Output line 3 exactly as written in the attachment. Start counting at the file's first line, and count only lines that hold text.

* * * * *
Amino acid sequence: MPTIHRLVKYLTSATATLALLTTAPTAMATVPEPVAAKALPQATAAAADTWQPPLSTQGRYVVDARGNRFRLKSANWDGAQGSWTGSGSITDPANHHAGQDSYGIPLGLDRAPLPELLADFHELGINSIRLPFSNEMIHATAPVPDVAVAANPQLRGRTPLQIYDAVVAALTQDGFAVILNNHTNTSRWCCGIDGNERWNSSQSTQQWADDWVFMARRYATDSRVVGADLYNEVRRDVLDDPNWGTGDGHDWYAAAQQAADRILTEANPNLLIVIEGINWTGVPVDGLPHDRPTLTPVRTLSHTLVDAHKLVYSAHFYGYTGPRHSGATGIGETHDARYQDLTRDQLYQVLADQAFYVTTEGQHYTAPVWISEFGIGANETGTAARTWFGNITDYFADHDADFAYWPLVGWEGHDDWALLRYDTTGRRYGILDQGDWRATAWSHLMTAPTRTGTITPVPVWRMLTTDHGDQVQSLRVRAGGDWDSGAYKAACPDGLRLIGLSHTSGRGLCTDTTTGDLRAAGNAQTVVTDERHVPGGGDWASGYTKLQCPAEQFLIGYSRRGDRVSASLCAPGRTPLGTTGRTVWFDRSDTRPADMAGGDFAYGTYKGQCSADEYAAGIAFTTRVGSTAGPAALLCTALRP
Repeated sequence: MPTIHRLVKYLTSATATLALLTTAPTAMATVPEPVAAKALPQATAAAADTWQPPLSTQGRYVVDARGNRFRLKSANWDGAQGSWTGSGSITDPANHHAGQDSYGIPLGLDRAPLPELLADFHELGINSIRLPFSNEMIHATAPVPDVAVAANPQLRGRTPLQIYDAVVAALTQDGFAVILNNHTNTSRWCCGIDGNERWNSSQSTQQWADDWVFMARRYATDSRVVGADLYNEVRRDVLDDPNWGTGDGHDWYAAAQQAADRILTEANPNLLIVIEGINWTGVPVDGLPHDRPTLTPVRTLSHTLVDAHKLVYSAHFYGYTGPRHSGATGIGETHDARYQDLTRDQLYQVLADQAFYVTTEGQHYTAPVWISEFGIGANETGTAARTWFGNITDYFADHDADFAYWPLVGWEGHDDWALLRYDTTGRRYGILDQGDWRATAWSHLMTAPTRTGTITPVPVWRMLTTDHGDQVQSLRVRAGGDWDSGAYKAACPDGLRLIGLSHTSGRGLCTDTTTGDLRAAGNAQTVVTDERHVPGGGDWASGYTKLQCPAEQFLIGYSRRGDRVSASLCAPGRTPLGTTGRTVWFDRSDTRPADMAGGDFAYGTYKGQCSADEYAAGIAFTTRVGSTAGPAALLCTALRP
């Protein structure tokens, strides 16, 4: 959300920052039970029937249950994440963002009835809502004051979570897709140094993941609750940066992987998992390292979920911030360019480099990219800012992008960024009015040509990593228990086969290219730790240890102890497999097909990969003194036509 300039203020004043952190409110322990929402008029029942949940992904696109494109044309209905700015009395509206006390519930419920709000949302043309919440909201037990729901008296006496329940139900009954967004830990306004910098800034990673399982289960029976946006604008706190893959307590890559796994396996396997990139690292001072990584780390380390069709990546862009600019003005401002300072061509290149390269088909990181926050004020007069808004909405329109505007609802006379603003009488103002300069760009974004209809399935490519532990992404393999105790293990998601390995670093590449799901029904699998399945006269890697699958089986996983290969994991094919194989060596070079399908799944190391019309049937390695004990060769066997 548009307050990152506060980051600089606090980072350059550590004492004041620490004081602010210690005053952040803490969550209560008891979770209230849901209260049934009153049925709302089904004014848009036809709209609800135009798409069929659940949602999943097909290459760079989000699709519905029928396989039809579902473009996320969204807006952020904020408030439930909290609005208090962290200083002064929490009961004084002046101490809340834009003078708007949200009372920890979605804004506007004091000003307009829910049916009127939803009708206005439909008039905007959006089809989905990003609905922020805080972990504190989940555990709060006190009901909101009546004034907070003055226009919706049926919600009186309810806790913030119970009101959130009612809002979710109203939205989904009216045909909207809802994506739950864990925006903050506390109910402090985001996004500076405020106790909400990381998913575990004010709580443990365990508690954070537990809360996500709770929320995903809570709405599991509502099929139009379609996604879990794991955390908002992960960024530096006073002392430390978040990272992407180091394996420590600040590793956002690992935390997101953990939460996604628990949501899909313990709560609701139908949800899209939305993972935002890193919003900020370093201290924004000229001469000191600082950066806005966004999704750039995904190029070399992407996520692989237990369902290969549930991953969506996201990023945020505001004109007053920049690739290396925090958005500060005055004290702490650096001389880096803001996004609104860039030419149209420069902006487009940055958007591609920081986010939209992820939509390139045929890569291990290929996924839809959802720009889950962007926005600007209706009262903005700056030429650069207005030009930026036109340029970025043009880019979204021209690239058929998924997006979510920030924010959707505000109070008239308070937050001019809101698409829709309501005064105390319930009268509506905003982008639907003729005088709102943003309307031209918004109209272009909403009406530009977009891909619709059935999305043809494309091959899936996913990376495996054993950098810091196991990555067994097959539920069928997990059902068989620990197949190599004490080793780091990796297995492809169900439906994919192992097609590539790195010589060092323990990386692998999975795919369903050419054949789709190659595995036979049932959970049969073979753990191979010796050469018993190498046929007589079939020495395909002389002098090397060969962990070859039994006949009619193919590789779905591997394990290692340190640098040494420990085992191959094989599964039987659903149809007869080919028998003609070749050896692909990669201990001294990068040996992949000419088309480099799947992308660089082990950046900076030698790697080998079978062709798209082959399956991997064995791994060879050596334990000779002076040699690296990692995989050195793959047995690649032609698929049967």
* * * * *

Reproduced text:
């Protein structure tokens, strides 16, 4: 959300920052039970029937249950994440963002009835809502004051979570897709140094993941609750940066992987998992390292979920911030360019480099990219800012992008960024009015040509990593228990086969290219730790240890102890497999097909990969003194036509 300039203020004043952190409110322990929402008029029942949940992904696109494109044309209905700015009395509206006390519930419920709000949302043309919440909201037990729901008296006496329940139900009954967004830990306004910098800034990673399982289960029976946006604008706190893959307590890559796994396996396997990139690292001072990584780390380390069709990546862009600019003005401002300072061509290149390269088909990181926050004020007069808004909405329109505007609802006379603003009488103002300069760009974004209809399935490519532990992404393999105790293990998601390995670093590449799901029904699998399945006269890697699958089986996983290969994991094919194989060596070079399908799944190391019309049937390695004990060769066997 548009307050990152506060980051600089606090980072350059550590004492004041620490004081602010210690005053952040803490969550209560008891979770209230849901209260049934009153049925709302089904004014848009036809709209609800135009798409069929659940949602999943097909290459760079989000699709519905029928396989039809579902473009996320969204807006952020904020408030439930909290609005208090962290200083002064929490009961004084002046101490809340834009003078708007949200009372920890979605804004506007004091000003307009829910049916009127939803009708206005439909008039905007959006089809989905990003609905922020805080972990504190989940555990709060006190009901909101009546004034907070003055226009919706049926919600009186309810806790913030119970009101959130009612809002979710109203939205989904009216045909909207809802994506739950864990925006903050506390109910402090985001996004500076405020106790909400990381998913575990004010709580443990365990508690954070537990809360996500709770929320995903809570709405599991509502099929139009379609996604879990794991955390908002992960960024530096006073002392430390978040990272992407180091394996420590600040590793956002690992935390997101953990939460996604628990949501899909313990709560609701139908949800899209939305993972935002890193919003900020370093201290924004000229001469000191600082950066806005966004999704750039995904190029070399992407996520692989237990369902290969549930991953969506996201990023945020505001004109007053920049690739290396925090958005500060005055004290702490650096001389880096803001996004609104860039030419149209420069902006487009940055958007591609920081986010939209992820939509390139045929890569291990290929996924839809959802720009889950962007926005600007209706009262903005700056030429650069207005030009930026036109340029970025043009880019979204021209690239058929998924997006979510920030924010959707505000109070008239308070937050001019809101698409829709309501005064105390319930009268509506905003982008639907003729005088709102943003309307031209918004109209272009909403009406530009977009891909619709059935999305043809494309091959899936996913990376495996054993950098810091196991990555067994097959539920069928997990059902068989620990197949190599004490080793780091990796297995492809169900439906994919192992097609590539790195010589060092323990990386692998999975795919369903050419054949789709190659595995036979049932959970049969073979753990191979010796050469018993190498046929007589079939020495395909002389002098090397060969962990070859039994006949009619193919590789779905591997394990290692340190640098040494420990085992191959094989599964039987659903149809007869080919028998003609070749050896692909990669201990001294990068040996992949000419088309480099799947992308660089082990950046900076030698790697080998079978062709798209082959399956991997064995791994060879050596334990000779002076040699690296990692995989050195793959047995690649032609698929049967």